Main.java is the code for the main Swing frontend entry point, while MainCLI.java contains an experimental CLI front-end.

  • The client package contains Java code for the Web UI.
  • The core package contains all the core classes for the simulator, including important bits such as the CPU, the Memory, instructions and the Parser.
  • The img package contains a class to load images and the actual images used in the simulator.
  • The ui package contains the code for the Swing UI.
  • The utils package contains miscellaneous code, including abstractions needed to decouple the core code from packages that are not available in the GWT JRE emulation (such as java.io).

Submitting code

We use the GitHub Flow development workflow, which means that master is always fully working (the code can be built and all tests pass), and development is done in separate named branches. The good state of master is enforced by its protected status, meaning that no commits can be pushed directly to master and any pull requests for master have to pass the status checks (Travis CI building the code and executing unit tests).

Unit tests

It is expected that all new features are implemented with good unit tests coverage.

There is a suite of end-to-end tests, but any significant change to core classes should ideally come with their own separate unit tests.

Unit tests are stored in the src/test directory. The resources subdirectory contains MIPS64 programs that are executed during unit test as a form of end-to-end unit tests, whereas java contains the actual Java code that runs unit tests.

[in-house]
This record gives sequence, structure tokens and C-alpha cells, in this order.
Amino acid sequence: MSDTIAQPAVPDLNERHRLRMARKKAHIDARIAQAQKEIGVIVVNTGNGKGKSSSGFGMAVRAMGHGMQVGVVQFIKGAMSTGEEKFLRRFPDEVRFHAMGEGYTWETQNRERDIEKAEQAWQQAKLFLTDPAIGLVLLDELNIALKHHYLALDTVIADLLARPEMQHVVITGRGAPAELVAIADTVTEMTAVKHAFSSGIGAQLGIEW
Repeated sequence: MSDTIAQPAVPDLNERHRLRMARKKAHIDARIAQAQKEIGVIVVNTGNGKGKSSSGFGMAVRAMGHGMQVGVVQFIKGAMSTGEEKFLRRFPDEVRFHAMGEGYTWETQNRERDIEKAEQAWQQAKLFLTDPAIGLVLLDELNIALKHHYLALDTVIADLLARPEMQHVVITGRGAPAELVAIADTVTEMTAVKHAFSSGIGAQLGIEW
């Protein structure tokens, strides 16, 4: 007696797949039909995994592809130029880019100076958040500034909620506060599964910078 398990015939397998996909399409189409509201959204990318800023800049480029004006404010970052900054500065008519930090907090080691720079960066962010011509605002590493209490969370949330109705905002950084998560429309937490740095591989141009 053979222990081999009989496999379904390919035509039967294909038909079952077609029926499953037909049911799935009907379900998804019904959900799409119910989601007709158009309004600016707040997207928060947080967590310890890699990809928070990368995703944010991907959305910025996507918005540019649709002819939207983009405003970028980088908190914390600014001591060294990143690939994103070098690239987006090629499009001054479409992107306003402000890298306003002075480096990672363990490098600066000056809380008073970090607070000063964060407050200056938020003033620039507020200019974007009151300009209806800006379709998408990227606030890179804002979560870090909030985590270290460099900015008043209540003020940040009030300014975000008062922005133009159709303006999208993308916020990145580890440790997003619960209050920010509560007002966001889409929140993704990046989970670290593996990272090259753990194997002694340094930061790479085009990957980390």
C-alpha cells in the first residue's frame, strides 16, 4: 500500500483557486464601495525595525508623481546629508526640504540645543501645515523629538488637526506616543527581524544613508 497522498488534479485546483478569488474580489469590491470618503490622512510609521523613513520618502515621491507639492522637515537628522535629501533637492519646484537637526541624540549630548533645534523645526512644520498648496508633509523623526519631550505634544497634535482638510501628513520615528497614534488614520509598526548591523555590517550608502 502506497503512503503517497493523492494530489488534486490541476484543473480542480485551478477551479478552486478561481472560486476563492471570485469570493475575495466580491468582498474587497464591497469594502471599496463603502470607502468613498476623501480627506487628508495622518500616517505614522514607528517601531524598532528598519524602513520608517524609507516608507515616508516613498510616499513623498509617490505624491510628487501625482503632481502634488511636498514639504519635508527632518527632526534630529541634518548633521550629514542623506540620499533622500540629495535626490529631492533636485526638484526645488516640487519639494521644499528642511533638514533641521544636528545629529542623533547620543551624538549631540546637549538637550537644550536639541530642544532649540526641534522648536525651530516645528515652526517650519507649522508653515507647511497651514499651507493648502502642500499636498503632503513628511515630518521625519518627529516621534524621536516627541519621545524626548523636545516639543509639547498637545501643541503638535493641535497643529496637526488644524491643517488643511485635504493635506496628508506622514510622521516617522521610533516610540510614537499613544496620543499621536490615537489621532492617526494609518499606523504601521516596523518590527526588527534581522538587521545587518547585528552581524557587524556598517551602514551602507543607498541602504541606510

The main tests are contained in EndToEndTests.java. This class contains unit tests that run MIPS64 code (contained in resources). One of the common patterns in those tests is that, if something goes unexpectedly during the execution of unit tests, the MIPS64 code executes a BREAK instruction, which will trigger a BreakException in the Java code and make the test fail. Tests in CpuTests.java can also verify other behaviors, including forwarding and correct working of the Dinero Tracefile generation logic.

Other types of test, e.g., ParserTest.java or MemoryTest.java, will test other components in isolation.

To add a unit test, the first consideration is whether this test should be writte in assembly or in Java. Tests in assembly should typically be put in CpuTests.java, since it contains already boilerplate for executing and verifying assembly programs. Tests which should not be written in assembly, and therefore most likely exercise only one component, should pertain to other classes, possibly even an entirely new class if required.

When writing new unit test classes, pay attention to the initialization code necessary to initialize the simulator. Look at other unit test classes to make sure your new class behaves as required.

The Swing UI code is explicitly excluded from code coverage reports because writing tests for it is quite difficult and might not be worth it since we might be migrating to a new shiny web-based frontend.